In Europe, the railroad industry constitutes the majority of transportation and its trains are able to achieve speeds of around 225 mph. America’s railroad industry still remains outdated with trains only reaching up to 150 mph. The obvious differences between the two industries leads us to believe that the only practical solution is to build an entirely new railway that will connect all of the United States. While this argument is hopeful, it is very flawed. Unlike Europe, America’s population centers are more scattered and traveling via train from New York to Los Angeles would simply be unnecessary when airlines will get you there in half the time. Yet in certain regions such as the Northeast Corridor, hailed as the most busy corridor in the world, high-speed trains makes much more sense. In fact, according to the Department of Transportation, trains are equally as quick as airlines once waiting times and delays are factored in. In 2009, President Obama launched both the High Speed Intercity Passenger Rail (HSIPR), allowing high-speed trains to be accessible to 80% of Americans by 2020, and also the American Recovery and Reinvestment Act of 2009, allotting $8 billion for the construction of high-speed railways in five primary regions: California, Washington, Texas, the Midwest, and the Northeast. In April of 2009, Obama stated, “Imagine whisking through towns at speeds over 100 miles an hour, walking only a few steps to public transportation, and ending up just blocks from your destination. Imagine what a great project that would be to rebuild America.” Most opposing this decision would argue that America should not rebuild a new railroad, but rather update the current one. It is impossible to simply update it, however, and thus, we must rebuild.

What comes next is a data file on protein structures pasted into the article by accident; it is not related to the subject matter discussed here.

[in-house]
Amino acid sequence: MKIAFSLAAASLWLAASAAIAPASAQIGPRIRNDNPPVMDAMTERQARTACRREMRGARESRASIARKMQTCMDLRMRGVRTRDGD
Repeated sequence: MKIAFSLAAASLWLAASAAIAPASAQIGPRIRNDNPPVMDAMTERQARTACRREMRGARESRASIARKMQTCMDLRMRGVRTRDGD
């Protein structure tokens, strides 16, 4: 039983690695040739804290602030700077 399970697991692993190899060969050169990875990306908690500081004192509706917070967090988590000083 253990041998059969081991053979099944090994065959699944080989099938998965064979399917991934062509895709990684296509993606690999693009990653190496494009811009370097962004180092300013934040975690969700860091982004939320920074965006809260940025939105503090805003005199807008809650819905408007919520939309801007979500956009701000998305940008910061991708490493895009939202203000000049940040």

In order to understand the value of a high-speed railway, it is essential to understand Amtrak. Congress created Amtrak in 1970 as a governmentally subsidized corporation and the government and taxpayers have provided it with over $1.5 billion annually since then. Yet the cooperation loses millions every year, not on short-distance trips such as those in the Northeast Corridor, but on long ones of more than 750 miles, which now account for less than 25% of total trips. At first glance, Amtrak seems completely wasteful and inefficient in comparison to airlines. In an exclusive Fordham Political Review interview, Terry Foley, former Senior Director of Real Estate Development for Amtrak, stated that Amtrak covers 85% of the total cost of all its maintenance and infrastructure. However, it is wrong to believe that airlines, since they are privatized, are doing much better. In fact, Foley argues, the government heavily subsidized the airlines, so much so that the government builds every airport and the government pays for nearly all connection flights. Thus, Amtrak is unprofitable only because it must covers the cost of nearly all its expenses, yet it still accounts for the majority of transportation in the corridors targeted in the HSIPR. In the Northeast Corridor alone, where 50% of America’s most severe traffic occurs, Amtrak carries 3 passengers to 1 against the airlines. In 2013, Amtrak broke another record with 31.6 million travelers, roughly 11 million being in the Northeast.
In the past, the railroad industry has been criticized by opponents as failing and thus, in the past ten years, Amtrak has undergone major developments. Eleanor Randolph argues in her New York Times piece, “Amtrak: Not a Money Pit, After All,” that Amtrak is instigating major changes in transportation. Randolph cites an interview with Tony Coscia, the chairman of Amtrak’s board of directors, detailing three reasons for the sudden revival of the company: first, Amtrak has modernized the company so that Wi-Fi is complimentary on all trains and there is now more legroom; second, as other types of transportation become less enjoyable, train travel has remained consistent, becoming much more sought-after; finally, trains are less stressful compared to alternatives – one can work on a laptop, take a comfortable nap, and walk around at all times. Trains are becoming the first choice on short trips and thus, we no longer wonder if high-speed trains are coming to the United States, but when.